Belfast Telegraph

Family of soldier injured in IRA bomb will reject Troubles pension if paramilitiaries eligible

Grant Weir with his sister Michele Nixon. Credit: BBC
Grant Weir with his sister Michele Nixon. Credit: BBC

The family of a former soldier who was left brain-damaged by an IRA bomb has said they will not accept a Troubles-related pension if injured ex-paramilitaries also receive it.

Grant Weir, from Co Fermanagh, was injured when the IRA attacked his UDR patrol as it drove past a bus stop near Rosslea in Fermanagh on July 17 1979.

Mr Weir, who was 22 when he was injured, is cared for by his family, including his sisters Debbie Palmer and Michele Nixon.

Victims' commissioner Judith Thompson has said payments to those injured during the Troubles should be tiered depending on how badly hurt they are, including those hurt while carrying out attacks.

The legislation is aimed at helping people who have been unable to work and earn their own pension due to severe and permanent physical and psychological injuries as a result of the conflict in Northern Ireland.

Mrs Nixon told the BBC that the IRA bombing changed their family forever.

Mrs Palmer said the pension would make a massive difference to the family.

"Financially it would definitely allow us to help out with Grant a great deal," she said.

"However, if that also meant that potentially the... people responsible for blowing up Grant... would have an entitlement to that same pension... it's beyond belief.

"As a family, we would never accept a payment if it meant that the people who went out to destroy lives, destroy families, were to be put into the same category... as Grant, whose life they have destroyed."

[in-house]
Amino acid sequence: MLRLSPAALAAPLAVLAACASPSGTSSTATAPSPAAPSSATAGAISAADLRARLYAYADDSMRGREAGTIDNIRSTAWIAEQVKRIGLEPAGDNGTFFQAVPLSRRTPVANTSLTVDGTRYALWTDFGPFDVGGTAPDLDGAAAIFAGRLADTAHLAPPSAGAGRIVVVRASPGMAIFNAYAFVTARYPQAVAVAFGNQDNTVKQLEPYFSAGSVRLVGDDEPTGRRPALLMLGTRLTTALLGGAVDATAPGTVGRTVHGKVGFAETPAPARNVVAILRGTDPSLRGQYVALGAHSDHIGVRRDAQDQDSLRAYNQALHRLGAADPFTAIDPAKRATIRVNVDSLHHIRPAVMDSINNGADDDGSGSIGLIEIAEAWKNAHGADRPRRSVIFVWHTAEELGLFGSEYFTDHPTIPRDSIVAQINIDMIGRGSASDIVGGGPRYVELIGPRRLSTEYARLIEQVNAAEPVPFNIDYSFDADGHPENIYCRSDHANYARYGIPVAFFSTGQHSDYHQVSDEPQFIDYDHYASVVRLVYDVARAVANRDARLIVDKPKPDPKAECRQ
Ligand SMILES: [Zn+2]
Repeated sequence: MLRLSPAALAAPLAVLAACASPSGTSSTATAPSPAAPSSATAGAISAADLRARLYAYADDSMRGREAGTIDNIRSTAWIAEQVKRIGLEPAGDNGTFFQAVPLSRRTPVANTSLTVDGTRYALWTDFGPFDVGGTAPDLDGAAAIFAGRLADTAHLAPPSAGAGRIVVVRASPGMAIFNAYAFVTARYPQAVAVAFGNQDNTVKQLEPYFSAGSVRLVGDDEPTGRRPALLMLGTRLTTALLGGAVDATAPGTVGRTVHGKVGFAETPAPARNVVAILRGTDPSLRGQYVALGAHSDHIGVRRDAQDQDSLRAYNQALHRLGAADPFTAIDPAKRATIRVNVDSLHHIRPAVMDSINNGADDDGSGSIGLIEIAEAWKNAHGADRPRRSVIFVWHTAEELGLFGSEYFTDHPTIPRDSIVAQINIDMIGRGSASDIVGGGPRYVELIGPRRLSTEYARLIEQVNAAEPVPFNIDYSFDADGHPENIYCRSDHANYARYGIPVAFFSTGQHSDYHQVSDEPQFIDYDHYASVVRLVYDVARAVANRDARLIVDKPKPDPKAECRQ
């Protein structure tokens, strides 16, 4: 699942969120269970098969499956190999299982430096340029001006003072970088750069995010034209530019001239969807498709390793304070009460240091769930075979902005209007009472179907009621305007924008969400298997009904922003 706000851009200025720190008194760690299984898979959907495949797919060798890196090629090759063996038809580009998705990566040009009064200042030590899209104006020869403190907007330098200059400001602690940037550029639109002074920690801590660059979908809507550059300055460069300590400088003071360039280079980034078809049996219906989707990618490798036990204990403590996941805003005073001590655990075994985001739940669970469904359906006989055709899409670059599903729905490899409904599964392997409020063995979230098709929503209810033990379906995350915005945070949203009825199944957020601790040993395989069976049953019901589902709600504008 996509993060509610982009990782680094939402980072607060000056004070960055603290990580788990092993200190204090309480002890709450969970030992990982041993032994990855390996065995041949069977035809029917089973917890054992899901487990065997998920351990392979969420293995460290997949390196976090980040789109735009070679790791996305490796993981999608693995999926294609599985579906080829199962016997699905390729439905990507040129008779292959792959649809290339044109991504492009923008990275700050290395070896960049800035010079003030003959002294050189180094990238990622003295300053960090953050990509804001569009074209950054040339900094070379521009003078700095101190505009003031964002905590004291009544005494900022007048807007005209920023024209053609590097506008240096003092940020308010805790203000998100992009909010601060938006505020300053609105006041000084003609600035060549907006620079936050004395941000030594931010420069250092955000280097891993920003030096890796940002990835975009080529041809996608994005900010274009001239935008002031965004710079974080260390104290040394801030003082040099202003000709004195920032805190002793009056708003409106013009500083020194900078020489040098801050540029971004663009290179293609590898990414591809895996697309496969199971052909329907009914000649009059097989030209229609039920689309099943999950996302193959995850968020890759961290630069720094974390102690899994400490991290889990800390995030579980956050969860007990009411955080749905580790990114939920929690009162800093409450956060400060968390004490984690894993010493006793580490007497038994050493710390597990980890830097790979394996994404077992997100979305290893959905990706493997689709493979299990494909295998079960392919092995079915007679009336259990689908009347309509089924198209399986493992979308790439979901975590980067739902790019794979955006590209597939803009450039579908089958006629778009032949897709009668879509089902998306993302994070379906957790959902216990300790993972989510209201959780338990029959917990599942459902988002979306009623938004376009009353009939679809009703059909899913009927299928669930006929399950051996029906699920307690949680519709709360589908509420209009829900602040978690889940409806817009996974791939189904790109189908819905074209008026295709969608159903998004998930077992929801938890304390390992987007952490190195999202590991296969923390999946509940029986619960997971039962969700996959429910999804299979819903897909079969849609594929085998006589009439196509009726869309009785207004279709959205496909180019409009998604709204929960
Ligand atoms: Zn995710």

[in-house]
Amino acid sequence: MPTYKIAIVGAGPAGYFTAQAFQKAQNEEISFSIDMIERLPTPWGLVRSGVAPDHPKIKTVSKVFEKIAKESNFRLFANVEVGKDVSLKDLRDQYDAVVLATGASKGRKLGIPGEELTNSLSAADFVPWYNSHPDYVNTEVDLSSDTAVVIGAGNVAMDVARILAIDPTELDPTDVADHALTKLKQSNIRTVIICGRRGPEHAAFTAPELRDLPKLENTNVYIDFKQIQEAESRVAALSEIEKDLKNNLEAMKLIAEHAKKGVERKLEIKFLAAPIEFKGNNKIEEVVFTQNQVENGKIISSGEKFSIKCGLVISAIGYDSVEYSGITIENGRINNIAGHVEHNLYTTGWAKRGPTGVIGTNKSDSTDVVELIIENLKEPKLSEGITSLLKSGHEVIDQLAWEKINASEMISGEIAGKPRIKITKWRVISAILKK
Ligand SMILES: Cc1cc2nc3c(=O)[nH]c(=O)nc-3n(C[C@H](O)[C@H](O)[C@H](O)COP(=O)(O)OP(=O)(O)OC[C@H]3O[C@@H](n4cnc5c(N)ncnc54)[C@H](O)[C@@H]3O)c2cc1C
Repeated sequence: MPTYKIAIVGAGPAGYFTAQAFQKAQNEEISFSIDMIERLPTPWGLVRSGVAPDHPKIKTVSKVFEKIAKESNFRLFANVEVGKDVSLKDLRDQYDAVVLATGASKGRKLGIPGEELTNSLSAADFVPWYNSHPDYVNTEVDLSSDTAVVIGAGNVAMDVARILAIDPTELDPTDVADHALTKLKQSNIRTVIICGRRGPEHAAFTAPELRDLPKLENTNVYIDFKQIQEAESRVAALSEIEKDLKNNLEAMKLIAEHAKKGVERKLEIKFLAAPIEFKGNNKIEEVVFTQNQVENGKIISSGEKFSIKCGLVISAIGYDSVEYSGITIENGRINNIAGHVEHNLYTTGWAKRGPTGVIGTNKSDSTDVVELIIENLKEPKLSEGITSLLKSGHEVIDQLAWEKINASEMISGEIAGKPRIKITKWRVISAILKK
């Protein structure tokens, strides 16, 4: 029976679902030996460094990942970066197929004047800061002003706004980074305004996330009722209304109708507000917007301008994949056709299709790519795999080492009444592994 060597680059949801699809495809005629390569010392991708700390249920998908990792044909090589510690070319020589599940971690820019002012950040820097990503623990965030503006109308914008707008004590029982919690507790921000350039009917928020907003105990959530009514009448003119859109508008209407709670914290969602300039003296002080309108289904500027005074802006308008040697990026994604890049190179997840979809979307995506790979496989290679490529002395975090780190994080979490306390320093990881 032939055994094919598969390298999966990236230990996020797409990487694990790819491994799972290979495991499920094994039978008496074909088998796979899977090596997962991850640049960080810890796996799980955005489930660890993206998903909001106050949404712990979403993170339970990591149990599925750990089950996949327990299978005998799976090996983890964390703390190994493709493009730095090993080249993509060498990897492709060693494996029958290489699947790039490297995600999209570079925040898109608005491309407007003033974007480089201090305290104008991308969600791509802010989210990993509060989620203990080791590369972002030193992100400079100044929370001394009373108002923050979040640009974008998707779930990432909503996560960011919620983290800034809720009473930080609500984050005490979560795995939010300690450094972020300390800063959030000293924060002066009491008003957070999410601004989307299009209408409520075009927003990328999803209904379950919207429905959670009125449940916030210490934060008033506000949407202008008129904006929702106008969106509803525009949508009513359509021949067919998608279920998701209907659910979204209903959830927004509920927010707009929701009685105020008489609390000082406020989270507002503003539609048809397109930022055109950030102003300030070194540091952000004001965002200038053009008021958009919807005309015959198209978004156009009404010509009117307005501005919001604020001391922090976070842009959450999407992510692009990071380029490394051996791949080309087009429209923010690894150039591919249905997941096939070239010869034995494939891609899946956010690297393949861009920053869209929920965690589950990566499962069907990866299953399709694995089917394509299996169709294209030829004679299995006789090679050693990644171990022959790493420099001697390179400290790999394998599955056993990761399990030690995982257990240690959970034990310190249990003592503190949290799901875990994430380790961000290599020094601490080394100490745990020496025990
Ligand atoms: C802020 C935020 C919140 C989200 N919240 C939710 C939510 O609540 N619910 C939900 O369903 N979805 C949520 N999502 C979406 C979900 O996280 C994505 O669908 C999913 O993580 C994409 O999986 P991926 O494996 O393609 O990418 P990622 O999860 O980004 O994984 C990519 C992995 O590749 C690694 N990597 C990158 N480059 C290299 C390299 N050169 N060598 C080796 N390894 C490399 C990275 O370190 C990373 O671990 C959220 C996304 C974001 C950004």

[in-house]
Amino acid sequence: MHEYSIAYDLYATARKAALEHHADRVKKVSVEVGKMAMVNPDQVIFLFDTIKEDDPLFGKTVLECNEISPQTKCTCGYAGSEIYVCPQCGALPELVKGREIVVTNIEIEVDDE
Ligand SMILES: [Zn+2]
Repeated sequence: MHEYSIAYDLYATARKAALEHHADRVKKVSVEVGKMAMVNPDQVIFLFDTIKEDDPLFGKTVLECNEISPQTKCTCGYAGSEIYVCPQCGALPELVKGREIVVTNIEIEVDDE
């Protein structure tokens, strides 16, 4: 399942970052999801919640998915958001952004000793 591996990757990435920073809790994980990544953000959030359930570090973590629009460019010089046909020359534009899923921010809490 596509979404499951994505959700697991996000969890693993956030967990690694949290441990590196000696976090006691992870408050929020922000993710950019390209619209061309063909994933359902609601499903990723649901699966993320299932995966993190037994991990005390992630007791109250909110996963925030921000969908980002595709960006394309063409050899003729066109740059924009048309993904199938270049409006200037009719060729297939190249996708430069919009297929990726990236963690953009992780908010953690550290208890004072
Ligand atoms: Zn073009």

The government is examining the victims' commissioner's advice about the pensions.

The victims' commissioner said she acknowledges there are political sensitivities around eligibility to the pension but that it was "fair and reasonable" to support those who had suffered greatly during the Troubles.

UUP justice spokesman Doug Beattie said he strongly opposed the idea that perpetrators of terrorist violence should benefit from the pension.

"There remains a serious issue in the provisions of the Victims and Survivors Pension Arrangement (VASPA) - that those were injured by their own hand while conducting terrorist atrocities will be grouped along with those who became victims because of their actions.," he said.

"This is not acceptable and the UUP position is clear - in the case of VASPA, the rules around eligibility should be in line with the UK Criminal Injuries Compensation Scheme where it states: ‘We can compensate blameless victims of violent crime, or people whose loved ones have died as a result of a violent crime’. The key word being blameless."

The Upper Bann MLA said that he did not oppose providing medical and other help for those damaged by their actions but that the UUP "cannot condone" financially rewarding those who "inflicted pain on others".

More than 3,600 people were killed during the Troubles, with more than 40,000 injured.

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